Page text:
Margaret finds out what has happened and calls Elizabeth at once. She takes some effort to track down but is eventually found at the stables. Margaret calls her jealous and says that she was opposed to the relationship from the beginning. She basically says watch her back.

The papers the next day take Margaret’s side and say that this will threaten the monarchy. It is cruel and shows how superfluous the royal family truly is, according to the article. Philip tells Elizabeth not to worry. He asserts that it will all be forgiven in 48 hours and she says that she doesn’t think Margaret will forgive her that quickly to which he replies “she’ll learn she has to. We all have to.” He then leaves for a weekend away with the boys from his lunch club. Elizabeth is upset, and alone.

I kind of loved the way they showed how elaborate a process it is for Margaret to call Elizabeth. The family just seems sort of out of touch. Elizabeth and Philip seem to understand a bit better but she is so easily swayed by the customs of the older generation that it doesn’t matter. I felt bad for Margaret but her accusations seemed kind of unfounded.

The Crown, episode five

May 11, 1937. Young Elizabeth helps her father rehearse and learns a bit about the coronation in the process. She joins him when he tries on the crown and then it is her trying on the crown with Charles and Anne looking on.

Elizabeth takes the crown and practices walking around in it. She goes to show Philip but he’s out flying again. Later that night she talks to him about his flying and then asks him to join her coronation committee as chairman. She wants to spend more time with him but he is hesitant.

They go to the ballet and he tells her total control or nothing at all. She agrees but tells him not to go crazy. These are ceremonies steeped in centuries of traditions.

The Duke of Windsor and his wife the Duchess are interviewed and giving a tour of their home. He talks about suits and soap before they make their way to his private room where he meditates for a few minutes each day. It is full of mementos from his royal life, his box and all sorts of pictures of him as king. None with the crown though because he was never coronated. Later that night he talks about another trip to London.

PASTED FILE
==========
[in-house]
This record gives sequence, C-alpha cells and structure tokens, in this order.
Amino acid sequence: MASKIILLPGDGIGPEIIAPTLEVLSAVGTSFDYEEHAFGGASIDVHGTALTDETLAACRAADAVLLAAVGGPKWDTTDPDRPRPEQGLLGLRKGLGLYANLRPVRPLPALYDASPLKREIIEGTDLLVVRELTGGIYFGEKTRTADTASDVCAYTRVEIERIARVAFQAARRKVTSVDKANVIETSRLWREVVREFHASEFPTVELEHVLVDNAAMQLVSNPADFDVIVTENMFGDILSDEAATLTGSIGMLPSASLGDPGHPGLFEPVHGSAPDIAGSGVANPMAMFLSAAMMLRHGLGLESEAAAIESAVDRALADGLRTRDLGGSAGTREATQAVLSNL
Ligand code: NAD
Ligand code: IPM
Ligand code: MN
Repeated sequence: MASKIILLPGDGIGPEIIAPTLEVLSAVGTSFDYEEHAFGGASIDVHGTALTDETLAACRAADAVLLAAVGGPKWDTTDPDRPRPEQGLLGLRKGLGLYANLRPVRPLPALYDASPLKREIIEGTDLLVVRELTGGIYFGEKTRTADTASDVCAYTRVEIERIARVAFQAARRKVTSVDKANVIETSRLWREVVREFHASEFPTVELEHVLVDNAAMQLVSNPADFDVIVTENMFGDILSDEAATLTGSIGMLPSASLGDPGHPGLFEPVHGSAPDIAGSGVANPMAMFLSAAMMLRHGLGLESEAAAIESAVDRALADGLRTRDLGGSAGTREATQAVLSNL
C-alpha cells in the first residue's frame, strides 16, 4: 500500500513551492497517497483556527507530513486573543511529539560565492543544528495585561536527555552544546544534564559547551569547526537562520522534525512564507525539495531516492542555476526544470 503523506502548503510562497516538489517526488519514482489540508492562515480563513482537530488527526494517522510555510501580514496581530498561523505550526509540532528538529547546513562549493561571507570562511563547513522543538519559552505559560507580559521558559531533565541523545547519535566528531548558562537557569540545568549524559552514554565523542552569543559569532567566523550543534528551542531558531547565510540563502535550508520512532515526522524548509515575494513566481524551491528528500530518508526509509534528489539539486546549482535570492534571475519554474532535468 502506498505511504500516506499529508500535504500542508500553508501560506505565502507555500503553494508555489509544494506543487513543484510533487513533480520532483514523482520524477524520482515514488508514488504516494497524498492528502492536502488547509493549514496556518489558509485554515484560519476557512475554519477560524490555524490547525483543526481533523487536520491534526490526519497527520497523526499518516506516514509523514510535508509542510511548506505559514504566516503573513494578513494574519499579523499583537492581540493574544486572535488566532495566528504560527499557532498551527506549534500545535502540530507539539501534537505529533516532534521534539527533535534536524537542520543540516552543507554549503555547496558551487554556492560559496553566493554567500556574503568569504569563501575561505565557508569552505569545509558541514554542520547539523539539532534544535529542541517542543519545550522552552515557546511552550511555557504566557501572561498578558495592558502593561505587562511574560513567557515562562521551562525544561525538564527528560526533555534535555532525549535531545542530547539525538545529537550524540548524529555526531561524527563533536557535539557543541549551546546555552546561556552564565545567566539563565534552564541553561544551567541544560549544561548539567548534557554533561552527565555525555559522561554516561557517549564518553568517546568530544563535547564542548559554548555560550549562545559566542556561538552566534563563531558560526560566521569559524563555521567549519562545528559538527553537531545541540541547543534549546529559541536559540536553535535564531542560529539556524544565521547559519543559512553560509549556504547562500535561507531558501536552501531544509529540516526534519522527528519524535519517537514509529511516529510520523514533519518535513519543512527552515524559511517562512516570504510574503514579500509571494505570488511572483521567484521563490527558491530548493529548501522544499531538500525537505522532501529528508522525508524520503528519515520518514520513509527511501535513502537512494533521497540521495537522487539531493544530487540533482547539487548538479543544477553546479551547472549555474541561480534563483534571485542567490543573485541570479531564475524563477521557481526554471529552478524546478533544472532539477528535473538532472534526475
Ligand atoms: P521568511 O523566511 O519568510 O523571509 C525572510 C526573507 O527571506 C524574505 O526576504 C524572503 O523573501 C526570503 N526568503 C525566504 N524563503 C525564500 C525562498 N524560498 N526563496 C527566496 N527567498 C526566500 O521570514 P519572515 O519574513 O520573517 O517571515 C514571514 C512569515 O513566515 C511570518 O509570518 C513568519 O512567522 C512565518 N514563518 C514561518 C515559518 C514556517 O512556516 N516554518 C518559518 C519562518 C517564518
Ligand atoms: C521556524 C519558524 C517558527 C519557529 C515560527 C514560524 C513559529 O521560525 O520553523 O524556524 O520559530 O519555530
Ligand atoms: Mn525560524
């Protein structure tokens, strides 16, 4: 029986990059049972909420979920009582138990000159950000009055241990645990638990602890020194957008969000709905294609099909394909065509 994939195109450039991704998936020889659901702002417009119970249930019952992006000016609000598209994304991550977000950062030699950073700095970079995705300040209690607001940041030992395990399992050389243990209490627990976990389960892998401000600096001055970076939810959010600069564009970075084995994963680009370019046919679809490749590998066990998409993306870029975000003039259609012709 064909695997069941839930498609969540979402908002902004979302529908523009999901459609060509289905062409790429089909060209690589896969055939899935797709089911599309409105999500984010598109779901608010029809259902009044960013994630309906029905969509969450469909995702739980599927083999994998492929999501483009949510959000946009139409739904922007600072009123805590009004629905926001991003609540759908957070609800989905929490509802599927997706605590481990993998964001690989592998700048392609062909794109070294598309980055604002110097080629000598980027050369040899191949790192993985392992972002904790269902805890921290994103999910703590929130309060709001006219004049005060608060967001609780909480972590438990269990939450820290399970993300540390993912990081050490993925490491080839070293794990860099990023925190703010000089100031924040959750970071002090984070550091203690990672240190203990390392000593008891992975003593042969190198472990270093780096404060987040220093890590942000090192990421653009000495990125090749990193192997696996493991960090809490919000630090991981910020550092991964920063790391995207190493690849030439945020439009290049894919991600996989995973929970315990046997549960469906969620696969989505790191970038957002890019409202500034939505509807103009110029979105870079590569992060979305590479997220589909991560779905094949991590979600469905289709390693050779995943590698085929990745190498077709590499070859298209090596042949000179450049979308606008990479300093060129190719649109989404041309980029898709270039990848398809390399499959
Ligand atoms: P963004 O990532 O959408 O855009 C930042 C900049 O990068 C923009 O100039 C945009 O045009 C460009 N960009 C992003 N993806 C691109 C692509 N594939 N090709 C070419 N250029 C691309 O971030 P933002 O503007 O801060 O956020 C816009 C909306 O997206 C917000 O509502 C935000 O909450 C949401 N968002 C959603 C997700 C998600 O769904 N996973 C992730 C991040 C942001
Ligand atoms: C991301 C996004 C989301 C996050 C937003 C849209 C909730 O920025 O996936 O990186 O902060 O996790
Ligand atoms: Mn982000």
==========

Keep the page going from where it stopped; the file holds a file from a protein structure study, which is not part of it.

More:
Elizabeth calls a meeting to let those involved know that Philip will be chairman of the coronation with full autonomy. They argue that it is the Duke of Norfolk’s job but she says that her decision stands. Afterward Tommy and the queen mother discuss their other issue, the Duke of Windsor. He will be arriving that day and meeting with Tommy the following day. She tells him to be ready because the Duke is tricky.

He visits his mother and writes to his wife about her declining health. He doesn’t think she will ever go outside again. He is later told that the archbishop would like to speak with him. Since he isn’t king, he now has to go to him.

It’s an ambush. Tommy is there as well as another member of the coronation committee. They try to dissuade him attending the celebration but he insists he will. They make sure he knows that as direct family he is invited, his wife however is not. The duke wants to let bygones be bygones but they aren’t having it so he turns malicious and rips on his late brother’s widow before commenting on his brother himself.

He asks if he can write a statement to be given to the queen and maybe make a resolution that no past monarchs can attend coronations, to save face. Tommy says he will mention it to the majesties before the archbishop interrupts with news that Queen Mary died.